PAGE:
Gerrymandering is a political evil we are generally free from in New Zealand. Our electorate boundaries are set by an independent Representation Commission, which while it has party representatives on it, is constrained in the criteria it can use in deciding electorate boundaries, and seems to produce fair results. In addition to that, the advent of MMP means electorate boundaries matter a lot less anyway.
Things are rather different in the US. While it varies from state to state, the general rule is that boundaries are drawn by the politicians themselves, who shamelessly use their control of the process to stack the system in their favour. Traditionally, this has seen bipartisan gerrymanders, where incumbents collude across party lines to preserve their majorities and produce uncompetitive races. More recently, we've seen more overtly partisan gerrymanders, as parties (particularly Republicans) try and leverage their control of state legislatures into a permanent lock on power at a state or federal level. This behaviour is now so entrenched that in the US it can be fairly said that the voters don't choose their representatives - rather the representatives choose the voters!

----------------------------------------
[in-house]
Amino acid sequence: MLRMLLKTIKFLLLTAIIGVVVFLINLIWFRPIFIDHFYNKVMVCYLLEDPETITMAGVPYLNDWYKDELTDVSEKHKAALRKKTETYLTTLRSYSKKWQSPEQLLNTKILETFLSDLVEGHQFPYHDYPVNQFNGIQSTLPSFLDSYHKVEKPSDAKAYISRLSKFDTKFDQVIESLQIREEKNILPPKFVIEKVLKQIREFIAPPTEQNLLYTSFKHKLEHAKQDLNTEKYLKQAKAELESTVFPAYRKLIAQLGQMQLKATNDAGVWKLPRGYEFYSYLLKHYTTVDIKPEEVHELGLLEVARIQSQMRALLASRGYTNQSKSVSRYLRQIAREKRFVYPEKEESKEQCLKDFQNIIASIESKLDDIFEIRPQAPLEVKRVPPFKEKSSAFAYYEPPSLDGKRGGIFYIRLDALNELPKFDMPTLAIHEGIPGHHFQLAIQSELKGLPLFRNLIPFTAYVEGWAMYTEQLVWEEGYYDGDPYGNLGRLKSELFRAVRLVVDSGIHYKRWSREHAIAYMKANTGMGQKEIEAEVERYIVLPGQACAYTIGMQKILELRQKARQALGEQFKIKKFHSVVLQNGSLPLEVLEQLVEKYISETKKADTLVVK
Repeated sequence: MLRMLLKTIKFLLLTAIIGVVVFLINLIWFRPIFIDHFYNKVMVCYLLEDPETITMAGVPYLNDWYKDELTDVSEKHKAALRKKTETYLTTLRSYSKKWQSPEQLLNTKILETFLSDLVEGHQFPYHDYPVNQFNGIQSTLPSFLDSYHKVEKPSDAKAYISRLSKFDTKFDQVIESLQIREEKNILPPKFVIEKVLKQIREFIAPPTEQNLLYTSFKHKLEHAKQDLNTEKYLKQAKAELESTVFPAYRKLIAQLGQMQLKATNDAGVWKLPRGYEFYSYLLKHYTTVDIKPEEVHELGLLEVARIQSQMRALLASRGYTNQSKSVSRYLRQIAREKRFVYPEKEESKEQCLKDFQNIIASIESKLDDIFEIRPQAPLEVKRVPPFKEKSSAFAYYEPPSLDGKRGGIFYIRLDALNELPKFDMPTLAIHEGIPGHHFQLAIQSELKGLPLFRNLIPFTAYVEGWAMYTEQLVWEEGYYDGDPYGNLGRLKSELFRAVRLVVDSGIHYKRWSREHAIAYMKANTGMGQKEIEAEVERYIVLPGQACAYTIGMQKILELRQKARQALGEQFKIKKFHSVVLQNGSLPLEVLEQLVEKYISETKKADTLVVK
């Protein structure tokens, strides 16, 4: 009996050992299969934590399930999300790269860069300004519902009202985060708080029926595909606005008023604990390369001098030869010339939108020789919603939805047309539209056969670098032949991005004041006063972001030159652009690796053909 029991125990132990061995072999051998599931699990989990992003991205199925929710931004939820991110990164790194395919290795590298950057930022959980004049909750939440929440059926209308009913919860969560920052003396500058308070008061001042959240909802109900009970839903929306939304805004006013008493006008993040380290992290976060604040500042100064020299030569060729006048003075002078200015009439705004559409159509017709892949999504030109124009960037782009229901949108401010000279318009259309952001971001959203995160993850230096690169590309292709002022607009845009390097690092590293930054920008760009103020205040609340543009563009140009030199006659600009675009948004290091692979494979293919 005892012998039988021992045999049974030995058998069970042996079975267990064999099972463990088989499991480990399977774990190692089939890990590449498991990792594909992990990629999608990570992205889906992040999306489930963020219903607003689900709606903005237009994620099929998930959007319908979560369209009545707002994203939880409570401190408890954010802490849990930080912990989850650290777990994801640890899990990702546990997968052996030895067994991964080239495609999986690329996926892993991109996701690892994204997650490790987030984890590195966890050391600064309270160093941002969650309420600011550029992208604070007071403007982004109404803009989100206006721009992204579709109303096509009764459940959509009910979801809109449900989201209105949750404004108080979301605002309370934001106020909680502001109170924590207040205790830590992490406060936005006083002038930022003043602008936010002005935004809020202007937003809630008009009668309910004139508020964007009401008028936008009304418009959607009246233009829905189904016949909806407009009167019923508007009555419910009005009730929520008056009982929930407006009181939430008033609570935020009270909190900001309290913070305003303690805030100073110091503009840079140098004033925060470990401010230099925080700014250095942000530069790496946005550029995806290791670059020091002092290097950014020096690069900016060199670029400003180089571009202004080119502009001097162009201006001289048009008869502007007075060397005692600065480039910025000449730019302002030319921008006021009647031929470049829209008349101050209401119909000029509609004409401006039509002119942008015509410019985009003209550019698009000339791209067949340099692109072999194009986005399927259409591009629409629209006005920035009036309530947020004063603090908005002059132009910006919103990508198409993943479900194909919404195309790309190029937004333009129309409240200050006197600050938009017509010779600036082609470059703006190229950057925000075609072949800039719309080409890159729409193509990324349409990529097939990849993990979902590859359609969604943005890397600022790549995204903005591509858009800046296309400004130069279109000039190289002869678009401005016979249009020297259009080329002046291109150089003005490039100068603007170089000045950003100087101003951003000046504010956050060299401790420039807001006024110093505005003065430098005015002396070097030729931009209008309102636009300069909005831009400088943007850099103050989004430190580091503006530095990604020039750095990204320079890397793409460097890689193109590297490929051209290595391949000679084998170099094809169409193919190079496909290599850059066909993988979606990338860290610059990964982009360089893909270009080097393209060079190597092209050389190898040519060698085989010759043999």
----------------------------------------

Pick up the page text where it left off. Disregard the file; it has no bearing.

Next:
If you want to see how this corruption works, there's a nice interactive example online: the redistricting game.